Time to Leave the Middle East to the Arabs

There seems to be no limit to the ruthless and cold-blooded killing practiced by those convinced of the righteousness of their cause.

How else to describe the brutal murder of 20 men in a Middle East village, who were loaded into a bus, then forced at gun point to drive over a huge land mine the killers had buried in the middle of the road. The explosion killed everyone on the bus. The killers photographed the remains and then forced the villagers to bury them in one mass grave.

No, it was not the Islamic State that committed this atrocity. It was the British Army, in Palestine, circa 1938, extracting revenge on the villagers for the killing of fellow soldiers who had been ambushed by a land mine.

The French were no less brutal during their colonial heyday. In 1925, for instance, during one of the attempts by Syrians to gain their independence, French troops besieged Damascus, subjected it to aerial bombardment, shelling, and tank fire, as well as looting and arson by troops. Portions of Damascus were reduced to rubble, killing scores of innocent men, women, and children.

The Islamic State may have raised the bar for atrocious, cruel, and inhumane acts in the Middle East to a higher level than their predecessors, but they did not invent the ruthless actions that occupying powers in the Middle East have used to hold territory that was not theirs.

If truth be told, Arabs have not been stewards of their own destiny for 500 years.

Beginning in the seventeenth century, the Ottomans ruled them for 300 years. As the Ottoman Empire disintegrated after the First World War, Britain and France stepped in during the twentieth century. They carved out new nations and borders from the Ottoman provinces, to maintain their Colonial rule. It is these British and French invented nations that are at the heart of today's mayhem in the Middle East.

As British and French power in the Middle East waned at the end of the 20th Century, it was the turn of the new superpower, the United States, to get sucked into the politics and sectarian rivalries of that benighted land. American hubris followed that of the British and the French, with results that have been just as lethal to Arabs and the wider Middle East.

As a result of the 2003 U.S. invasion of Iraq and America's quixotic, decade long attempt to transform Iraq into a democracy, over 4500 Americans died, and tens of thousands were wounded. Johns Hopkins University estimates that some 650,000 Iraqis were killed as a result of the U.S. invasion. And what has America gained from this sacrifice and expense of over a trillion dollars? In spite of the military taking every hill they were asked to, the Middle East is even more unstable now and getting worse by the day.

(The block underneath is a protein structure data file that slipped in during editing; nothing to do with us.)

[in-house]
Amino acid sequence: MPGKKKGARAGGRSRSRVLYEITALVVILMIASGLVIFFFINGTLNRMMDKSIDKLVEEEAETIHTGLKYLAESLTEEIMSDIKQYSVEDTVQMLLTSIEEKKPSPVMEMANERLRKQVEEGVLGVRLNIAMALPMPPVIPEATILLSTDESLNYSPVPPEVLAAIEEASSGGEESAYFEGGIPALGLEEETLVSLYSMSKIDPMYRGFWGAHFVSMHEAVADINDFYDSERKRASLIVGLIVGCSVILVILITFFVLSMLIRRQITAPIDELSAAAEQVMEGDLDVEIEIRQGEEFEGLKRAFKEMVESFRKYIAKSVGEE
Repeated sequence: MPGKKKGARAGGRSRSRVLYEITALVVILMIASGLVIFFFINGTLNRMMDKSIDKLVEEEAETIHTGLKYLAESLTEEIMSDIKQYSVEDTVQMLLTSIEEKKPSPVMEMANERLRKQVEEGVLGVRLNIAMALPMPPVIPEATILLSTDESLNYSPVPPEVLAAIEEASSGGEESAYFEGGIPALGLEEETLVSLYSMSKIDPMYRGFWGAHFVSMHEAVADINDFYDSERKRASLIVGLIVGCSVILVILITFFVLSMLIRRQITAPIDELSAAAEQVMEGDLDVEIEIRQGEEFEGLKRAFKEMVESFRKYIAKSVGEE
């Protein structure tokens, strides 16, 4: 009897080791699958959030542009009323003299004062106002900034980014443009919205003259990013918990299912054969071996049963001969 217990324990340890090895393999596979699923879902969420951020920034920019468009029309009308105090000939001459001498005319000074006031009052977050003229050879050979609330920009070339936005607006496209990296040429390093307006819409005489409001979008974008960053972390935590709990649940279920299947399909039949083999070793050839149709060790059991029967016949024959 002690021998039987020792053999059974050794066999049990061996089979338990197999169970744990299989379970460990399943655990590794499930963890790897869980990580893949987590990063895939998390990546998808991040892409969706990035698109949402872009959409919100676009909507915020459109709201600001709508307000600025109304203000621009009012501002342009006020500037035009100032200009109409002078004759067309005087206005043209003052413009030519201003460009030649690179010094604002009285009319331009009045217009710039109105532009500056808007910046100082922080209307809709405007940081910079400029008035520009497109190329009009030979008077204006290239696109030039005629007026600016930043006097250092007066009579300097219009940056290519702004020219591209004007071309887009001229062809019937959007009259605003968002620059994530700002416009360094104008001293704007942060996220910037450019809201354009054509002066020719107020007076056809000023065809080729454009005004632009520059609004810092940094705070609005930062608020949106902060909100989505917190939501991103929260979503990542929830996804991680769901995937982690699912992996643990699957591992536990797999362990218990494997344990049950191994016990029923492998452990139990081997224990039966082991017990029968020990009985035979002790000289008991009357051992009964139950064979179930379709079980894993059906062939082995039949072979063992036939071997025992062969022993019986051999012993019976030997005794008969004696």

It is this history of political and commercial manipulation of Arab lives and interest that has resulted in the instability and mayhem that one sees today throughout the Middle East. Alas the hubris continues, the United States is at it again, trying to remake the map of the Middle East with the force of arms.

Is it not time for the United States to exit the Middle East, to let the Arabs resume their historical narrative from where it was interrupted five centuries ago? To fight their own battles, confront their own demons, and settle their own scores; just as the Europeans did, during the seventeenth century, with The 30-Year War, that ended, as the Encyclopedia Britannica puts it, "...the ancient notion of a Roman Catholic empire of Europe, headed spiritually by a pope and temporally by an emperor... and the essential structure of modern Europe as a community of sovereign states was established."

Why not then, finally, give Arabs and the Middle East the opportunity to do the same by leaving the future of the region in the region's hands?

To those who would argue that a decision to leave the Middle East to its denizens would tarnish America's image, show weakness, and erase U.S. influence in an important part of the world, I would simply point to Vietnam. The same arguments were made in 1975 when the United States was forced to leave the future of Vietnam to the Vietnamese Communists. Instead, Vietnam today is a stable country with a vibrant economy. The United States is the largest destination for Vietnam's exports, and Vietnamese and American navies drill together.

It is time for the United States to chart a course away from trying to influence the trajectory of events in the Middle East and let the region's history move on to a destiny which only the region's inhabitants can define. We owe it to the Arabs, and to ourselves.